We must be prepared for artificial intelligences that have no consciousness or sentience. Or AIs that have only consciousness. Or have only sentience. Humans in their design select for intelligent systems. We like smart cars, phones and airplanes.

The Human Brain Project has, as part of its research, the full simulation of human brains in silicon. Other animals will also be modeled. Is a rat modeled in silicon sentient? Does it suffer?

I think that's likely.

Is a human brain modeled in silicon conscious? I think that's likely as well.

In 2014, the K supercomputer was used to model 1 second of human brain activity. It took 40 minutes and modeled only 1% of the actual neuron and synapse population. What is 1% of a human being? Is it enough to experience consciousness and sentience? Was that one second an eternity of pain for the equivalent of a severely coginitively impared human being?

Forget our moral obligations to an AI, what are our moral obligations to a simulated human being? A simulated dog?


Monday, June 5, 2017

The Bell Curve: Race and Bad Science



Science is important to me and a couple of articles have come across my desk recently that are not just bad science but bad science serving a political agenda. Bad science is bad enough. But using evidence based thought to serve an agenda usually tosses the evidence out in favor of the bias. It not only helps no one, it holds us all back.

As Stan Marsh said in the South Park episode, The Biggest Douche in the Universe:  

“The Big Questions in life are tough. Why are we here? Where are we from? Where are we going? But if people believe in… liars like you we’re never going to find the real answers to those questions. You aren’t just lying, you’re slowing down the progress of all mankind.”

From here.

Which is why I enjoy South Park.

The article that crystallized it for me wasn’t a recent one but it is representative of a lot that I’ve seen.

Back in 1995, Richard Herrnstein and Charles Murry published The Bell Curve.  This book purported to represent how intelligence influenced class structure in America. I read it the year it came out and pretty much dismissed it since it violated most of the neuroscience I knew. (My Master’s is in Neurophysiology.) The book suggested that African Americans were too dumb to educate and should therefore we shouldn’t spend any money on them or the poor. A good refutation of the book is here. Vincent Sarich’s defense of the book is here.

Sarich’s defense was reprinted recently and when I read it, it ticked me off. It was bad science. But given recent events, I’m starting to think that people are having trouble detecting bad science when it comes up. So, I’m going to analyze the defense and show at least what goes on in my mind trying to winnow out good science from bad.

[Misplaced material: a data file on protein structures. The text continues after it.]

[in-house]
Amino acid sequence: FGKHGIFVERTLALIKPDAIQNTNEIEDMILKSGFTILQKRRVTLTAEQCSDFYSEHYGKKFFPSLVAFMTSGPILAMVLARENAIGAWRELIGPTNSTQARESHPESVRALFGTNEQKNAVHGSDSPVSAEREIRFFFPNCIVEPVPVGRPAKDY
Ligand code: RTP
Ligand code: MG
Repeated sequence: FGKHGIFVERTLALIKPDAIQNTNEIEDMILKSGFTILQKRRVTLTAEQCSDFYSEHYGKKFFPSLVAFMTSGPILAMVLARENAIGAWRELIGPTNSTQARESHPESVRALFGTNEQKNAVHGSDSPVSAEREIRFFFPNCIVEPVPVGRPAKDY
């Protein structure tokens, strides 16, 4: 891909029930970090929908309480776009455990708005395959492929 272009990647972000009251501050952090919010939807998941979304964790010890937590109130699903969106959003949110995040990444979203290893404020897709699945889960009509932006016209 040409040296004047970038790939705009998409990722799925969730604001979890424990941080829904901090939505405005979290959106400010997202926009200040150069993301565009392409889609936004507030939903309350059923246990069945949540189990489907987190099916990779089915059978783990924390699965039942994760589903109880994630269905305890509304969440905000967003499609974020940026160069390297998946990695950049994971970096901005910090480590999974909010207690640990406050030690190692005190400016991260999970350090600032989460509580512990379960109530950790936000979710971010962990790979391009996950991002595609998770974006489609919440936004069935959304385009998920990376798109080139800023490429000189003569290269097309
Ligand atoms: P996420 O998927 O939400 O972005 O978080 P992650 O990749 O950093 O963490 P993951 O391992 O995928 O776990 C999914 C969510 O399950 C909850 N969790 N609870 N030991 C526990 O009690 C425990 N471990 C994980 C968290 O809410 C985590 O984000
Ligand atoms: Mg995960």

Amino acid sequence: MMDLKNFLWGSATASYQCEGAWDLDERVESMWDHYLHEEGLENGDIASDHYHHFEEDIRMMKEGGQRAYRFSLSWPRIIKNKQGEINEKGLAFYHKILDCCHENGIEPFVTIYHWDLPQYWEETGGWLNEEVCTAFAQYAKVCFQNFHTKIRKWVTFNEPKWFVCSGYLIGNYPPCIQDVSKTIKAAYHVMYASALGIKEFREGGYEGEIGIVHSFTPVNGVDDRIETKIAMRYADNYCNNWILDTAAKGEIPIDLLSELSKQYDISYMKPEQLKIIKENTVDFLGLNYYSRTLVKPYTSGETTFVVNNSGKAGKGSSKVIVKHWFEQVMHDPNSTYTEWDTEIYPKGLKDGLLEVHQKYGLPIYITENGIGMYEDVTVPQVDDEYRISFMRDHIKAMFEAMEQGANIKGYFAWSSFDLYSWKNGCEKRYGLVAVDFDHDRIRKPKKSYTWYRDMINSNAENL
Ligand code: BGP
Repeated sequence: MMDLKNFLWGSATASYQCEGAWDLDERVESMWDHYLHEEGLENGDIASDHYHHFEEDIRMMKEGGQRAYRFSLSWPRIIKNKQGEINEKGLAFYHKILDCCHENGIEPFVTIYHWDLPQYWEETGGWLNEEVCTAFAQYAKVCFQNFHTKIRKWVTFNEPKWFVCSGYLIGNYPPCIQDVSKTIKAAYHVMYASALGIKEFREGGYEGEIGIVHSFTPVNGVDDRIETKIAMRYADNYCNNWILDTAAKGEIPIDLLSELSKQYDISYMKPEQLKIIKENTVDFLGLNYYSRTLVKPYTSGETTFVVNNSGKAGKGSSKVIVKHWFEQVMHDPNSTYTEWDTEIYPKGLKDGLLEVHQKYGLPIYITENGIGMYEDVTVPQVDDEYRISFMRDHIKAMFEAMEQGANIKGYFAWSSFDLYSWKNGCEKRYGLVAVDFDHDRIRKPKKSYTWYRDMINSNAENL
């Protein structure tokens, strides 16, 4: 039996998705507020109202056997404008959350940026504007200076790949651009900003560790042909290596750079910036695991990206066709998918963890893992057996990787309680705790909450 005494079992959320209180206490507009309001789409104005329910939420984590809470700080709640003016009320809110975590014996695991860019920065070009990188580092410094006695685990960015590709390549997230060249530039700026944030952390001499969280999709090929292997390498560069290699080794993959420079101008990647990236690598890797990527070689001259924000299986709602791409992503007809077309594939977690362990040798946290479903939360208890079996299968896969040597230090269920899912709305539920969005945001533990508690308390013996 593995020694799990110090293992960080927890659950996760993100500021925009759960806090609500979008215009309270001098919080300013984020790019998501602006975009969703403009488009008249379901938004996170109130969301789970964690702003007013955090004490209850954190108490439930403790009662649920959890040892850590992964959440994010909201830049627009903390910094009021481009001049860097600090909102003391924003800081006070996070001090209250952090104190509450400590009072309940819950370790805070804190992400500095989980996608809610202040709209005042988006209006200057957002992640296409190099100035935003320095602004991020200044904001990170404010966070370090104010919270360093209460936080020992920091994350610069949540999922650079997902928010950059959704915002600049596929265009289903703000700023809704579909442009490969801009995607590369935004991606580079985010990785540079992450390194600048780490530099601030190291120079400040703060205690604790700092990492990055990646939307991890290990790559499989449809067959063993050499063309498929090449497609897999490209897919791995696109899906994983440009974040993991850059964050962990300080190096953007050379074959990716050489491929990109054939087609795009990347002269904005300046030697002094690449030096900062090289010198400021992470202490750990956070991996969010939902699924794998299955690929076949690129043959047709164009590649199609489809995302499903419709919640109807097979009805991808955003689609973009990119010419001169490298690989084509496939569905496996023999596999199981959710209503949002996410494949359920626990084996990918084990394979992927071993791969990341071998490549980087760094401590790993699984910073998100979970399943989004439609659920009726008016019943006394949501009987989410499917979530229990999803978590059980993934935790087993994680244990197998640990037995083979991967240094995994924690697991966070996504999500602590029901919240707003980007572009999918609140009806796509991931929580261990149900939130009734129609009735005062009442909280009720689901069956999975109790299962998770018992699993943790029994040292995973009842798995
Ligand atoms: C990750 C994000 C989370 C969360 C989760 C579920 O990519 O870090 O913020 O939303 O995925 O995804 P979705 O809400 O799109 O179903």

The first thing to notice about Sarich’s defense is that it is not a scientific paper. Forget its publishing history. That’s not germane. A scientific paper or other publication is distinguished by two salient characteristics: a dispassionate voice and a reliance on evidence and analysis local to the paper.

This latter concept is key. What it means is that a scientific publication attempts to enclose all evidence, reasoning and conclusions within the confines of the paper. Appeals to outside material—religion, ethics, popular concepts, etc.—should not be part of the paper. This is a goal but may not be possible in practice since the scope of the argument may exceed the boundaries of the paper. Hence, the concept of citation—the citing of other, relevant materials accessible to the reader.

This is not to say a non-scientific paper is not good, relevant, exciting or important. Lincoln’s Gettysburg Address is not a scientific paper but it is good, relevant, exciting and important. But a scientific publication defines its own venue of criticism. Consequently, stepping outside that realm means that such material cannot be taken as scientific. It is, at best, digested material. Interesting but not amenable to scientific judgement.

So: Sarich’s defense is not a scientific publication. There are a number of irrelevant references. Sarich attacks commentators on The Bell Curve. This is known as the ad hominem argument where the people promoting a point of view are attacked to besmirch their opinion. This is not, in and of itself, a bad thing. For example, if one notices that Koch Industries is funding a climate denial scientist, it injures the credibility of that scientist if he comes out favoring a position supporting Koch Industries. (See here.) But it is not a scientific argument. These are arguments are not couched in dispassionate terms. Sarich quotes a number of people using fairly passionate language.